As the Occupy Wall Street movement takes full swing, many Americans are expressing their anti-corporate sentiments by supporting local businesses and boycotting all types of consumer goods altogether. When it comes to money matters, you might have considered the real value of working with a corporate bank versus a local financial institution. Could moving your hard-earned dollars out of the larger, Wall Street-operated banks also be good for your wallet?
Credit unions are essentially cooperative organizations owned by their depositors, not stockholders. Most offer exactly the same set of financial products as a bank, yet only some Americans have accounts solely at a credit union.
Here are seven ways credit unions are better than banks:
1. Making you a top priority. Unlike corporate banks, credit unions are working in the best interest of depositors, not stockholders. This is why most can offer much better customer service and will go out of their way to make you, the depositor, happy. They’re less focused on turning a profit and more focused on ensuring they’re providing depositors with a high level of service and competitive rates. They even have a nonprofit status so they’re exempt from many taxes.
2. Low or no minimum balance requirements. As corporate banks continue charging high fees for dropping below a minimum balance on savings and checking products, credit unions are doing the opposite–lowering balance requirements so that maintaining an account is less stressful. Many only require a minimum balance of $5 to $10 and have very few rules or provisions for keeping your account in good standing. If you’re fed up with the complex rules and requirements of larger banks in your area, consider opening up an account at a credit union.
3. Lower fees on banking products. Shop around for a loan or a checking account and you’ll find that credit unions usually offer lower fees on basic transactions. Whether you’re interested in opening a primary savings account or a new checking account, your local credit union can probably offer the best financial products and packages in town. Most credit unions still offer truly free checking without strings attached.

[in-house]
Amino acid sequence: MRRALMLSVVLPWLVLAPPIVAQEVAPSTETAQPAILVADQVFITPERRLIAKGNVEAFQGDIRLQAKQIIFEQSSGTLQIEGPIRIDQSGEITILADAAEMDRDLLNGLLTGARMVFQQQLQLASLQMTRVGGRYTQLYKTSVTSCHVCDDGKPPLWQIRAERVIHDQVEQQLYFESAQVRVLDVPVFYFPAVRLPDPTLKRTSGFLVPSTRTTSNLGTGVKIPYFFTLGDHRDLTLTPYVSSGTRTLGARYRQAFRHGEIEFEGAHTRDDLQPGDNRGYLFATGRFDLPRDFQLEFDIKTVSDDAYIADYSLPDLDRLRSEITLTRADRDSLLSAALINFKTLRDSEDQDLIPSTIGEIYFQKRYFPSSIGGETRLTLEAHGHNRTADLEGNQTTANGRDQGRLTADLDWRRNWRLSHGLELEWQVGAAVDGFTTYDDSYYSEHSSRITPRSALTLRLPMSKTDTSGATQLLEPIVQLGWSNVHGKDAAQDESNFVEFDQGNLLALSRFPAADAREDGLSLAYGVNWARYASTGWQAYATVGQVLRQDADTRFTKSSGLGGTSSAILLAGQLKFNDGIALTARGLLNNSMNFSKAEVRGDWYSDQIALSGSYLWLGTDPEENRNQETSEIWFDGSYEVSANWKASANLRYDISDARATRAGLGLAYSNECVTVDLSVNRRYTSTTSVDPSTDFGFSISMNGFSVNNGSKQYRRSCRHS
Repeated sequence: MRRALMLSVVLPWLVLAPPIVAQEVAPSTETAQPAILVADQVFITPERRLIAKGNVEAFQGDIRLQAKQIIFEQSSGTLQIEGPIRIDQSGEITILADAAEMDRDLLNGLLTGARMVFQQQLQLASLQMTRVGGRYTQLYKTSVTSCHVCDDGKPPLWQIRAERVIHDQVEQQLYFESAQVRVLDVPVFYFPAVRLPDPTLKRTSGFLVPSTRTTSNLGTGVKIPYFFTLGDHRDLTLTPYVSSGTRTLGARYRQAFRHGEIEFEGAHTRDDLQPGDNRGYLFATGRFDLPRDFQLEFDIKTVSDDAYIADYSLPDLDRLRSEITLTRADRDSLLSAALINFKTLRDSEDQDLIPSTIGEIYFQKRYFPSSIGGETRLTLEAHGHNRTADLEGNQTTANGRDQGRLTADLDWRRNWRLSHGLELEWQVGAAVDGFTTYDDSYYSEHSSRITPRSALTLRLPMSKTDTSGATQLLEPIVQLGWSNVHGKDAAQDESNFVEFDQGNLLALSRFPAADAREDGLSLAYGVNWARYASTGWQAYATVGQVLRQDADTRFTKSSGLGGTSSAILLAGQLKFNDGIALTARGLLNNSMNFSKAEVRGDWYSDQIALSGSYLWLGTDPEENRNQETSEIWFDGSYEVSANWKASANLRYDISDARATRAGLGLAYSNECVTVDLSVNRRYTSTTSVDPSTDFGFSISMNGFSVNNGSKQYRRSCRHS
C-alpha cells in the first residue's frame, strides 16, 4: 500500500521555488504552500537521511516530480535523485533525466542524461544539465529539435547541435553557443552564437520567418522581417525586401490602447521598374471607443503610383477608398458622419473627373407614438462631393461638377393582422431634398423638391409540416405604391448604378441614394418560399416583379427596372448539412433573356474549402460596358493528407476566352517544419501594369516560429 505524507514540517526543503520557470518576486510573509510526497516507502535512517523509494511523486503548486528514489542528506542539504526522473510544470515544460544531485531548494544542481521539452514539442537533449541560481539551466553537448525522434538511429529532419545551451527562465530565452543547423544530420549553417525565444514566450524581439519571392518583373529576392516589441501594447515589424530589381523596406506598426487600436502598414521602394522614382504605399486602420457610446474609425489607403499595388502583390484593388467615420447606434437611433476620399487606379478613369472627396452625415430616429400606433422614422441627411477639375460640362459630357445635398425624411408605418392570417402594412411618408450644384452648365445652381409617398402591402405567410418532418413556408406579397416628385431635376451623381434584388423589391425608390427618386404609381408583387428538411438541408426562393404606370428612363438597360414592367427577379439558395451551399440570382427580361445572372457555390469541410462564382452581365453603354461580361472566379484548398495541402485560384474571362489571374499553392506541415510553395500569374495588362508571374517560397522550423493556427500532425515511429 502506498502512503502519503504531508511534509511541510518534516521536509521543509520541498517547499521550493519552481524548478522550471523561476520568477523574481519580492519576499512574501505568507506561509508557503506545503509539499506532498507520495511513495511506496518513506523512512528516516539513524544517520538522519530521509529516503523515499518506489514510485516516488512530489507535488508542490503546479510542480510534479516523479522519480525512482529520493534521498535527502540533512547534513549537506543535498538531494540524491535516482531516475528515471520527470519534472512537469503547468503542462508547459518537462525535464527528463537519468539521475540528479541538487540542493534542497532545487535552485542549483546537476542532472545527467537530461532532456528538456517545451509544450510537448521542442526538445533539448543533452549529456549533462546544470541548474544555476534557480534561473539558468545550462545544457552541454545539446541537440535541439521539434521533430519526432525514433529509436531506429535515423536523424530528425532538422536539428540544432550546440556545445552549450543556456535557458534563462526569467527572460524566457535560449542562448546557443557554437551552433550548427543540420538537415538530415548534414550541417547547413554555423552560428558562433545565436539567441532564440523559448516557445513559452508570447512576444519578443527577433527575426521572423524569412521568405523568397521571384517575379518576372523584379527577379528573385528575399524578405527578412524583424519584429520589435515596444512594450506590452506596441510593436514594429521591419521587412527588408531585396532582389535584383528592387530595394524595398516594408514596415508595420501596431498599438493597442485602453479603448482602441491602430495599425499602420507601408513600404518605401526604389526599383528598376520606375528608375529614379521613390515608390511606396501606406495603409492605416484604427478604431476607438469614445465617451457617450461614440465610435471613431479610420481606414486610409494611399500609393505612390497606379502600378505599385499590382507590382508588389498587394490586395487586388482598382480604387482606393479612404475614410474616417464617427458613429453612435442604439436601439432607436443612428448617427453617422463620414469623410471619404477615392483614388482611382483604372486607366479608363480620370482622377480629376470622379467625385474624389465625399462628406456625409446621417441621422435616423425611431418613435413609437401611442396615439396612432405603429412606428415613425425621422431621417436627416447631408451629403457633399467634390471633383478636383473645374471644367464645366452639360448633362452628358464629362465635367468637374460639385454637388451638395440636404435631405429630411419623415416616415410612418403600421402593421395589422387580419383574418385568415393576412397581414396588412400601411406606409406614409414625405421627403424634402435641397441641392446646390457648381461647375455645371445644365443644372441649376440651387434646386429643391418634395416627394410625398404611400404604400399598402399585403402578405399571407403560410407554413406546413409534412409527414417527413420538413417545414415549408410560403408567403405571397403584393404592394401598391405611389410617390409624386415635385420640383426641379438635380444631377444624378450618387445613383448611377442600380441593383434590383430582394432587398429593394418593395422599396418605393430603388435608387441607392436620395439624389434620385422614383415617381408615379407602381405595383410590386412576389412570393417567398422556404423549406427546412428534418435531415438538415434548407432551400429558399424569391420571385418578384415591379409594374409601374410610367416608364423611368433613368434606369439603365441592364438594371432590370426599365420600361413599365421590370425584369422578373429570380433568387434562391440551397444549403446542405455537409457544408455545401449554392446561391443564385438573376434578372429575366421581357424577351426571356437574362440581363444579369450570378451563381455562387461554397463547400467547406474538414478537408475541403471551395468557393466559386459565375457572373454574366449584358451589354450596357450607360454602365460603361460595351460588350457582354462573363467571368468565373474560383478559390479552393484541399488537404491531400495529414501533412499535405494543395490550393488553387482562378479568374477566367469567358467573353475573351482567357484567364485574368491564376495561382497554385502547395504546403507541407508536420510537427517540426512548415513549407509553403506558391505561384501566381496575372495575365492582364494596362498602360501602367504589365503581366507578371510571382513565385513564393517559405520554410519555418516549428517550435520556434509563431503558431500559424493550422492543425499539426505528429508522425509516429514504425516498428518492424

4. Lower interest rates. Credit unions typically offer lower interest rates on mortgages and even credit cards. When you’re looking to make some larger investments, don’t forget to shop the credit union for the best rates. Many will extend the most competitive rates for mortgages, personal loans and credit cards. Remember that the credit union is a nonprofit organization and isn’t going to raise fees just to turn a profit. They’re also less likely to tack on excess fees for different loan products.
5. Secure funds. Just like the FDIC, deposits at a credit union are insured up to $250,000. You don’t have to worry about losing your money when you set up accounts at a credit union. You’re investing in the same level of risk as a regular bank, but can enjoy several other perks and services while doing so.
6. Bonus checks. Profits aren’t shared with stockholders but can be divided up into bonus checks for members. Check with your local credit union to find out what types of bonus programs are extended to members on an annual basis.
7. Less restrictive credit eligibility requirements. If you’ve been denied for a loan from a corporate bank, consider applying for a loan through a credit union. Many credit unions have less stringent loan eligibility requirements and may be willing to work with you when you have a low credit score. They can also make exceptions for unique circumstances, such as being self-employed or having a bankruptcy on your record.